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Europe's lost forests : A pollen-based synthesis for the last 11,000 years

Roberts, N.; Fyfe, R. M.; Woodbridge, J.; Gaillard, M. J.; Davis, B. A.S.; Kaplan, J. O. LU ; Marquer, L. LU ; Mazier, F. LU ; Nielsen, A. B. LU and Sugita, S., et al. (2018) In Scientific Reports 8(1).
Abstract

8000 years ago, prior to Neolithic agriculture, Europe was mostly a wooded continent. Since then, its forest cover has been progressively fragmented, so that today it covers less than half of Europe's land area, in many cases having been cleared to make way for fields and pasture-land. Establishing the origin of Europe's current, more open land-cover mosaic requires a long-term perspective, for which pollen analysis offers a key tool. In this study we utilise and compare three numerical approaches to transforming pollen data into past forest cover, drawing on >1000 14C-dated site records. All reconstructions highlight the different histories of the mixed temperate and the northern boreal forests, with the former declining... (More)

8000 years ago, prior to Neolithic agriculture, Europe was mostly a wooded continent. Since then, its forest cover has been progressively fragmented, so that today it covers less than half of Europe's land area, in many cases having been cleared to make way for fields and pasture-land. Establishing the origin of Europe's current, more open land-cover mosaic requires a long-term perspective, for which pollen analysis offers a key tool. In this study we utilise and compare three numerical approaches to transforming pollen data into past forest cover, drawing on >1000 14C-dated site records. All reconstructions highlight the different histories of the mixed temperate and the northern boreal forests, with the former declining progressively since ∼6000 years ago, linked to forest clearance for agriculture in later prehistory (especially in northwest Europe) and early historic times (e.g. in north central Europe). In contrast, extensive human impact on the needle-leaf forests of northern Europe only becomes detectable in the last two millennia and has left a larger area of forest in place. Forest loss has been a dominant feature of Europe's landscape ecology in the second half of the current interglacial, with consequences for carbon cycling, ecosystem functioning and biodiversity.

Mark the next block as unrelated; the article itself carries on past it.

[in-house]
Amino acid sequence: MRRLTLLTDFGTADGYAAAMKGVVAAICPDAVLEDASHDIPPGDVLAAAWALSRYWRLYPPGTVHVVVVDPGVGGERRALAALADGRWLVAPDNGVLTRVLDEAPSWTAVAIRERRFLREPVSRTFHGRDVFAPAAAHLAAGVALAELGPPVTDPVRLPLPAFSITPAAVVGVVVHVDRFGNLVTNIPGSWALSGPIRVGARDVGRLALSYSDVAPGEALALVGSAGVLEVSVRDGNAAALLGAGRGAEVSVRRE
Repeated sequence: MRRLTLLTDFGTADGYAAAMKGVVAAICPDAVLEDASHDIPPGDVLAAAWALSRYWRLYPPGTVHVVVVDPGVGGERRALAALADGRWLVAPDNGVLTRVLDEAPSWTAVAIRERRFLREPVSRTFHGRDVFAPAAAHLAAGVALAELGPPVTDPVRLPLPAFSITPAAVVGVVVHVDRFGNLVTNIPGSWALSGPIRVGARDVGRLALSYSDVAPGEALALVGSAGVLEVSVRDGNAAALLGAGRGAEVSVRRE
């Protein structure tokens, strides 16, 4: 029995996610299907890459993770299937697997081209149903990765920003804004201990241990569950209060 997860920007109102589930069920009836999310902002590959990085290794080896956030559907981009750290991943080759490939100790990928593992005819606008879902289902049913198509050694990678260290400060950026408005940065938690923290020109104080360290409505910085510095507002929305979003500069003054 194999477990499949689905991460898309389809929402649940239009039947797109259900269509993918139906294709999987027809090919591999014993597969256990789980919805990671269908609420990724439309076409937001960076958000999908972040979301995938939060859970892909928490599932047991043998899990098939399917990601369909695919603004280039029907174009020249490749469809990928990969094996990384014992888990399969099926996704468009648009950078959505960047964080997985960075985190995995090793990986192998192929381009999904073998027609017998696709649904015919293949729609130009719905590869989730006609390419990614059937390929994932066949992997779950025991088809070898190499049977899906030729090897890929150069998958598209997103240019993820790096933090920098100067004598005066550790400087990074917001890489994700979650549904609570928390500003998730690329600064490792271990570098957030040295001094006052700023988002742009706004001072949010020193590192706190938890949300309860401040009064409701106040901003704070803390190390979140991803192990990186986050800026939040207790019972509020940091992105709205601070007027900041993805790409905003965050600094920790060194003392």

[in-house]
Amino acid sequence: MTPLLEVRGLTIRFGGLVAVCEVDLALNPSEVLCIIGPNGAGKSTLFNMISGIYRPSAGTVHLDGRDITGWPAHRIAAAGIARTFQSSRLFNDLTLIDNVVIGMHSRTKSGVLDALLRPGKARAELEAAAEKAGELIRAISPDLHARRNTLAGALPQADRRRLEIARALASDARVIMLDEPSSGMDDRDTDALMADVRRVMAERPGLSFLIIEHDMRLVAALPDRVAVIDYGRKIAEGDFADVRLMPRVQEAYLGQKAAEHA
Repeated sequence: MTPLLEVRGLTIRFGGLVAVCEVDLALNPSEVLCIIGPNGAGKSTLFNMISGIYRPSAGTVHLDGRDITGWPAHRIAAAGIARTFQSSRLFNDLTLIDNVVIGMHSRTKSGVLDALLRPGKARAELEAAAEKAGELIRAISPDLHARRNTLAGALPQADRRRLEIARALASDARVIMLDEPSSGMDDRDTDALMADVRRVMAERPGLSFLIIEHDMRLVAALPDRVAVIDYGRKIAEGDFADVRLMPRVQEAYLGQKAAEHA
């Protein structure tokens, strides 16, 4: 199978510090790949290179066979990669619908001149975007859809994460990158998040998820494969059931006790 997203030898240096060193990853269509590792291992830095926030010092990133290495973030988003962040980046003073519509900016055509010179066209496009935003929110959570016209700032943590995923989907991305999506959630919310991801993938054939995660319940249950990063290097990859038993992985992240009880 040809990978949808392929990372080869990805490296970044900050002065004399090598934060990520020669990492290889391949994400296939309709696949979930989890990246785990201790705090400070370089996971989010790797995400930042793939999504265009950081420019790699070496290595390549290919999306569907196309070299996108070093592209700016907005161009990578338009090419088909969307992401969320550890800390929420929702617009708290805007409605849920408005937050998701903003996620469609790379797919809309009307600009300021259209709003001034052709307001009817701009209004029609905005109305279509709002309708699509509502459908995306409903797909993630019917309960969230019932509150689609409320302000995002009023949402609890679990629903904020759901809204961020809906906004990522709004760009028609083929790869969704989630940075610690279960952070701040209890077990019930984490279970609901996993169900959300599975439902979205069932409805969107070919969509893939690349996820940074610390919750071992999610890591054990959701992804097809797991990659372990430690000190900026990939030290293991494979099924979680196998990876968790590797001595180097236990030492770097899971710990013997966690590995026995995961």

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Scientific Reports
volume
8
issue
1
publisher
Nature Publishing Group
external identifiers
  • scopus:85040794080
ISSN
2045-2322
DOI
10.1038/s41598-017-18646-7
language
English
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yes
id
561e4cb4-2f70-4ee5-9037-3d1cd36d12d1
date added to LUP
2018-01-30 07:12:09
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2018-01-30 07:12:09
@article{561e4cb4-2f70-4ee5-9037-3d1cd36d12d1,
  abstract     = {<p>8000 years ago, prior to Neolithic agriculture, Europe was mostly a wooded continent. Since then, its forest cover has been progressively fragmented, so that today it covers less than half of Europe's land area, in many cases having been cleared to make way for fields and pasture-land. Establishing the origin of Europe's current, more open land-cover mosaic requires a long-term perspective, for which pollen analysis offers a key tool. In this study we utilise and compare three numerical approaches to transforming pollen data into past forest cover, drawing on &gt;1000 <sup>14</sup>C-dated site records. All reconstructions highlight the different histories of the mixed temperate and the northern boreal forests, with the former declining progressively since ∼6000 years ago, linked to forest clearance for agriculture in later prehistory (especially in northwest Europe) and early historic times (e.g. in north central Europe). In contrast, extensive human impact on the needle-leaf forests of northern Europe only becomes detectable in the last two millennia and has left a larger area of forest in place. Forest loss has been a dominant feature of Europe's landscape ecology in the second half of the current interglacial, with consequences for carbon cycling, ecosystem functioning and biodiversity.</p>},
  articleno    = {716},
  author       = {Roberts, N. and Fyfe, R. M. and Woodbridge, J. and Gaillard, M. J. and Davis, B. A.S. and Kaplan, J. O. and Marquer, L. and Mazier, F. and Nielsen, A. B. and Sugita, S. and Trondman, A. K. and Leydet, M.},
  issn         = {2045-2322},
  language     = {eng},
  month        = {12},
  number       = {1},
  publisher    = {Nature Publishing Group},
  series       = {Scientific Reports},
  title        = {Europe's lost forests : A pollen-based synthesis for the last 11,000 years},
  url          = {http://dx.doi.org/10.1038/s41598-017-18646-7},
  volume       = {8},
  year         = {2018},
}